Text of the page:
George Zimmerman Trial Juror Plans Book, Will Reveal Why Jury Had 'No Option' But To Rule 'Not Guilty' (UPDATE)

UPDATE: 7/16 7:49 a.m. -- Literary agent Sharlene Martin tweeted a statement from Juror B37 Monday night. It appears the unnamed juror's plans for a book have stalled.


One of the six jurors in the George Zimmerman trial is set to break her silence in an upcoming book about her experience sitting on the jury for one of the most controversial trials of the century thus far.

Juror B37, who was one of six women to find Zimmerman not guilty Saturday night after 16 hours of deliberation, signed a deal with Martin Literary Management president Sharlene Martin.

"My hope is that people will read Juror B37’s book, written with her attorney husband, and understand the commitment it takes to serve and be sequestered on a jury in a highly publicized murder trial and how important, despite one’s personal viewpoints, it is to follow the letter of the law," Martin said in a press release obtained by The Huffington Post. "It could open a whole new dialogue about laws that may need to be revised and revamped to suit a 21st century way of life. The reader will also learn why the jurors had no option but to find Zimmerman [n]ot [g]uilty due to the manner in which he was charged and the content of the jury instructions.”

The couple reached out to Martin on Sunday after being referred to the literary agent, who has handled other hot-button books, such as If I Did It: Confessions of the Killer by the Goldman family; Impossible Odds: The Kidnapping of Jessica Buchanan and Her Dramatic Rescue by SEAL Team Six by Buchanan, Erik Landemalm and Anthony Flacco; Honor Bound by Raffaele Sollecito; and the upcoming Picture Perfect: The Jodi Arias Story by Shanna Hogan.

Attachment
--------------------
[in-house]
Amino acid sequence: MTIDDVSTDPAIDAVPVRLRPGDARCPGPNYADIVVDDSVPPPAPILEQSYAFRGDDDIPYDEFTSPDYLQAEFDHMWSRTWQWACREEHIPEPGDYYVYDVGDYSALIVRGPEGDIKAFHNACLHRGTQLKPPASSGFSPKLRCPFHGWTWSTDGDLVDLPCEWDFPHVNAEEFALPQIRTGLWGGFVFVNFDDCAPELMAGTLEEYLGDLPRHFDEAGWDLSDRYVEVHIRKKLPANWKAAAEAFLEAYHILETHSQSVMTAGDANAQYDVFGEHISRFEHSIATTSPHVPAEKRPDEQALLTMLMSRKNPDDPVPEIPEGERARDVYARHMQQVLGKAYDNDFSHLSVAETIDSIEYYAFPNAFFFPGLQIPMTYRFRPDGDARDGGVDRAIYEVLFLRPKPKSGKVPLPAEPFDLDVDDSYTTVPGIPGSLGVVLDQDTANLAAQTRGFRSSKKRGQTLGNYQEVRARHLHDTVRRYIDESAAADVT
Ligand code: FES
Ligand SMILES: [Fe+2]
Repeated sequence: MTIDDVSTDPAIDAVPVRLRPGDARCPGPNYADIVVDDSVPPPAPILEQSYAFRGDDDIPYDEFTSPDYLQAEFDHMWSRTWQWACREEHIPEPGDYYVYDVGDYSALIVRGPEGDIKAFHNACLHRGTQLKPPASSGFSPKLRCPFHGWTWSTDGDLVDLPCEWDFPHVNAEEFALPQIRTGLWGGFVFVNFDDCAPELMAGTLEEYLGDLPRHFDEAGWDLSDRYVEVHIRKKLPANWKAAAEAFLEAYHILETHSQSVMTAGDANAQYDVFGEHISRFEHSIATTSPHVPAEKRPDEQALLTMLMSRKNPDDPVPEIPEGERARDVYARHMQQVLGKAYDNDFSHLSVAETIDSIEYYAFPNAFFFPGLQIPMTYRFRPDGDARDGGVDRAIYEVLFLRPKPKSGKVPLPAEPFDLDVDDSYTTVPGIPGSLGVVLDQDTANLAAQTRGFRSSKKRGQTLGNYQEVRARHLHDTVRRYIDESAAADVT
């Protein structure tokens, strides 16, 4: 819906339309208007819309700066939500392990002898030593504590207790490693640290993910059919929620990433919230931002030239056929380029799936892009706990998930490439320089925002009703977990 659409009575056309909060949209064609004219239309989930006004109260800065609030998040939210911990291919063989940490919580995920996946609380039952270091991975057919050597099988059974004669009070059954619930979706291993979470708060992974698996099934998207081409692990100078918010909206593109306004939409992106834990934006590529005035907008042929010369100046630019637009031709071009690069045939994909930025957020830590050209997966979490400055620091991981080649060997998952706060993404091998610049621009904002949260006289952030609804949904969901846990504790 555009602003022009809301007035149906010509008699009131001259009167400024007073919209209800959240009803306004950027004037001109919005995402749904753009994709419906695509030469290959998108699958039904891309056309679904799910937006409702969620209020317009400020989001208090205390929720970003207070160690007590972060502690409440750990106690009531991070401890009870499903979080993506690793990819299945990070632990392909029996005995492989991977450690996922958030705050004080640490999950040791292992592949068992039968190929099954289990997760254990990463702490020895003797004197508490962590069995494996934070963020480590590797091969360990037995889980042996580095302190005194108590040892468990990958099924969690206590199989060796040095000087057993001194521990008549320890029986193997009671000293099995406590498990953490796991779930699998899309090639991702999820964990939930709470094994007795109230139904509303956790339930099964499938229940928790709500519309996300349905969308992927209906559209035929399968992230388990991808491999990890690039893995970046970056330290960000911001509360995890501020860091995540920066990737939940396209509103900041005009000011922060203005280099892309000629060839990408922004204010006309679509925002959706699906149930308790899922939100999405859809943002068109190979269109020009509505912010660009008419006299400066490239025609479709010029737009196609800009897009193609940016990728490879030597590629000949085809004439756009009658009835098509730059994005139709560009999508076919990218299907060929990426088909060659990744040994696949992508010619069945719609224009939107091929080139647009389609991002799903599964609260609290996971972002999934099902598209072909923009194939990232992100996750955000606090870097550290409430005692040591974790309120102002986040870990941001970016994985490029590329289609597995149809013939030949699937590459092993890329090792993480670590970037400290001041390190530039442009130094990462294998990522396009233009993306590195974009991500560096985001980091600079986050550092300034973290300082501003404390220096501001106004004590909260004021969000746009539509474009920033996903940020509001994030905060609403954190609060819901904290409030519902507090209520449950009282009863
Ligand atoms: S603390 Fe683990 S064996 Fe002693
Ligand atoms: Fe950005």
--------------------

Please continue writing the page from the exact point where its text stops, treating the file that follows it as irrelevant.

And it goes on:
The identities of the six jurors -- identified only as B76, B37, E6, B29, E40 and B51 -- were sealed at the outset of the trial, ABC News notes. The Anonymity Order remains in effect until further notice.

"Any attempt to identify jurors is a violation of the current order," Michelle Kennedy, Public Information Officer for the Eighteenth Judicial Circuit, tweeted. "Jurors were given packets of letters from the media containing interview requests. They expressed no interest at this time."

The Seminole County Sheriff's Office also added that the jurors "remain protected by order of the court."

The jury was made up of six women, five white and one believed to be Hispanic, according to ABC News. Ages ranged from early 30s to 60s. Five are mothers, four have experience with guns or have relatives who are gun owners, and two share a passion for saving animals. They reached the "not guilty" decision on the second day of deliberation.